The German Ministry of Finance has recommended that the country recognize blockchain-based securities as a legitimate form of financial instrument and regulate them as such.
In a paper published Friday, the agency said securities can be issued in electronic form and shouldn’t have to be documented on paper. “German law should generally be opened up for electronic securities, i.e. the currently mandatory documentary embodiment of securities (paper form) should no longer apply without restriction,” the paper said, according to a Google translation from German.
Legislation should create a framework for regulating these digital instruments, with the flexibility to adjust the rules to the quickly changing reality of blockchain tech, the ministry added. “In view of the fact that the technical standards and requirements can change rapidly, authorization should be provided to regulate the specific technical details by legal regulation.”
The initiative should start with electronic bonds, and only later move to digital shares, the government said, since the amount of regulation necessary for the latter would delay the timely introduction of any electronic securities. The registry of the digital securities should be operated or supervised by the government, the document goes on, “in order to avoid the possibility of manipulation,” the paper said.
Also, “separate regulations should be provided for the acquisition and transfer of electronic securities as well as good faith protection.” If digital securities are used to trade on the country’s trading venues they should be registered with the country’s central security depository (CSD), the ministry said. Retail investors should generally be able to buy tokenized securities only through an intermediary financial institution, the paper said.
Notably, the document said digital securities can utilize blockchain but do not necessarily have to:
“The use of blockchain technology should not be privileged, especially with regard to the state-of-the-art development of the sometimes high energy requirements of public blockchain technologies and their climatic effects.”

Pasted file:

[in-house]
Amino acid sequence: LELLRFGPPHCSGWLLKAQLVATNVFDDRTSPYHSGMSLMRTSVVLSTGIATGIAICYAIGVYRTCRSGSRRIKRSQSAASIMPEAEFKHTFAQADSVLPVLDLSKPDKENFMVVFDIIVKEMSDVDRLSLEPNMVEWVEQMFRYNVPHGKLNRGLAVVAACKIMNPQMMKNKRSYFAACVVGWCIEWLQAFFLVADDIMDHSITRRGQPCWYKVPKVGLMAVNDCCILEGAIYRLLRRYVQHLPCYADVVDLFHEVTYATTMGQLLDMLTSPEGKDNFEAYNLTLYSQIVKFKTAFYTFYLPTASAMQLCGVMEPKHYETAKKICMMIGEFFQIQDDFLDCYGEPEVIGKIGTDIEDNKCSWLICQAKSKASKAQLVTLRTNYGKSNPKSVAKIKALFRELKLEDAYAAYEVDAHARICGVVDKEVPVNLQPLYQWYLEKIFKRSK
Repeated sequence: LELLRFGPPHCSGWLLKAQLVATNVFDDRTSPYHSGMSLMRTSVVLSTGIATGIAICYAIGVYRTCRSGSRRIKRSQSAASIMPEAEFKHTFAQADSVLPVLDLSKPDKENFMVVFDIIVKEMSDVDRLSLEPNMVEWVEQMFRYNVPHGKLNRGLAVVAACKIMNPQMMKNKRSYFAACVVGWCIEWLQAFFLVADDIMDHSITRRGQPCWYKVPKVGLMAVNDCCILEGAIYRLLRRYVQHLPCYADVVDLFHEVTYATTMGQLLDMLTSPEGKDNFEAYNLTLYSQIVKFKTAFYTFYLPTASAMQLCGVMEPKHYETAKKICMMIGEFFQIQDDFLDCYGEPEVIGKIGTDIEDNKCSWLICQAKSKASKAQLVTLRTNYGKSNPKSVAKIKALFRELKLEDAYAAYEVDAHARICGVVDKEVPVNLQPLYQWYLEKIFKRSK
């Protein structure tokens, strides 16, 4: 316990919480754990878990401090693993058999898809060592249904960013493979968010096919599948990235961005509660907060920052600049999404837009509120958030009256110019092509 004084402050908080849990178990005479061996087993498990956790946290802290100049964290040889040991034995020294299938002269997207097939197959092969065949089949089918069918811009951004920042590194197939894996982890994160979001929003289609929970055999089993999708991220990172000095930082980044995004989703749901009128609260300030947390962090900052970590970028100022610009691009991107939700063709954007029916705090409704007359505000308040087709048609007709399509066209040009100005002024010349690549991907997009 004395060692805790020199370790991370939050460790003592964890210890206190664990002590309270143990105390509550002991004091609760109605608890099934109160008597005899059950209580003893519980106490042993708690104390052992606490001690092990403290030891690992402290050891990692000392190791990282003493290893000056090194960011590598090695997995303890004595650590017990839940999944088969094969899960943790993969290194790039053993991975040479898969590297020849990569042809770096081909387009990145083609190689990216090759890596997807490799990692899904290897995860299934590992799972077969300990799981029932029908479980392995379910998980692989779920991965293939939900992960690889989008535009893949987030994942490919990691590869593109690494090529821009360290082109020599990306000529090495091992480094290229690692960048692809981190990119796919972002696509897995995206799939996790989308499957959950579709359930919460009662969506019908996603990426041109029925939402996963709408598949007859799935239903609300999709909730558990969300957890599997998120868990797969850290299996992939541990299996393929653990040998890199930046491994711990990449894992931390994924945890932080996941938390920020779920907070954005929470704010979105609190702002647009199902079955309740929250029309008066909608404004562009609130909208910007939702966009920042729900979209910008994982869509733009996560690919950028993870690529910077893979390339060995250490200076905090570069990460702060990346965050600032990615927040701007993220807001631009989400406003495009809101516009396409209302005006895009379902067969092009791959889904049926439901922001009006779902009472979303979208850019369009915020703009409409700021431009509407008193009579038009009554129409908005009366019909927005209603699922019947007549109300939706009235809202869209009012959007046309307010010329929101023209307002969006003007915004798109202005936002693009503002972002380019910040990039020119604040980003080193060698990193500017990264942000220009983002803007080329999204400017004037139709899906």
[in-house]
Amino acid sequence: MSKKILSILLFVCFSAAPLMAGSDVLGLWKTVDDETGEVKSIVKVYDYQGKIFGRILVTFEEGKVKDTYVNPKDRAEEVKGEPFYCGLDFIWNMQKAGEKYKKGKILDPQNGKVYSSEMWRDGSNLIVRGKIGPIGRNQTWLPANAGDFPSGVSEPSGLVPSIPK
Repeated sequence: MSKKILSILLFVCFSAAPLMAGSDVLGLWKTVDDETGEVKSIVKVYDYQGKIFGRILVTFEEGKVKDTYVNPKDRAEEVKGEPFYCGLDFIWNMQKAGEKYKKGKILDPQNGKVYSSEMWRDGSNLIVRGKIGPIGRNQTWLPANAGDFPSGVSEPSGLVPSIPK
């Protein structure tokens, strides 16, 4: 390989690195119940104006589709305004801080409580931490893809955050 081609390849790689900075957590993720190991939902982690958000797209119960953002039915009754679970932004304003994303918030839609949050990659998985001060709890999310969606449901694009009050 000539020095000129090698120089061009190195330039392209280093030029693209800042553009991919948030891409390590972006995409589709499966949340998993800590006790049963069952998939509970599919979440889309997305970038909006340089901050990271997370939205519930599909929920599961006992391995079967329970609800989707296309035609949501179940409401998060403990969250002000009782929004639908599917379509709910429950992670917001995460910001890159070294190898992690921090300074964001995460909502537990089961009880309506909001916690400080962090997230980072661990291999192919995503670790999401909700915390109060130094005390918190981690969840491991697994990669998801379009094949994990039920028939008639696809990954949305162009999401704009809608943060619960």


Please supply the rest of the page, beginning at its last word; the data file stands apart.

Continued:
The paper also touches the matter of so-called utility tokens, contemplating that these might be exempt from the requirements placed on securities issuers.
“As a rule, utility tokens do not constitute securities, investments or other financial instruments under the German Securities Trading Act and in most cases will not be electronic bonds in the future,” although “it could be determined by law that a public offer of utility tokens may only take place if the provider has previously published an information sheet,” the document says.
Legislation on the way
The ministry’s recommendations come as a draft bill on security token offerings (STOs) is in the works at the German parliament.
“The technology sounds very interesting, but people don’t really understand it,” Senator Thomas Heilmann, a member of the Christian Democratic Union (CDU), Germany’s ruling political party, told CoinDesk, adding that the CDU faction in the parliament supports his initiative.
The bill now exists in the form of “discussion materials” and has been discussed by German lawmakers and government bodies behind closed doors, said Richard Lohwasser, the CEO of blockchain startup Lition, which has been advising Heilmann on the new legislative proposal.
As it stands, without comprehensive regulation of security tokens in Europe, dealing with them can mean a whole range of problems: holding a token doesn’t mean holding equity from a legal standpoint, dividend payments are not legally compliant, and if a token gets sold the buyer doesn’t acquire legal rights to receive dividends, Lohwasser explained.
As a financial center of Europe, Germany can secure also a leadership position in tokenized finance, the Finance Ministry’s document states. The country might also set the tone for the future E.U.-wide security token regulations.
The implications can be important for the global blockchain community, not only Germany, Lewis Cohen, a lawyer at the New York-based law firm DLx Law told CoinDesk, concluding:
“Even if the German capital markets are not that significant right now, especially from the point of view of companies here in the U.S., the fact that policymakers in Germany are taking active steps to encourage the use of security tokens will be noticed, and lessons will be learned, around the world. The German experiment, if you will, is important for creating a model, in which the wider blockchain community can learn what works well and what doesn’t work as well.”
CORRECTION (March 11, 10:00 UTC): An earlier version of this article contained a translation error. The passage has been corrected to note that the finance ministry said the registrar of digital securities could be run or supervised by the government, not just the former.
German Finance Ministry headquarters image via Shutterstock.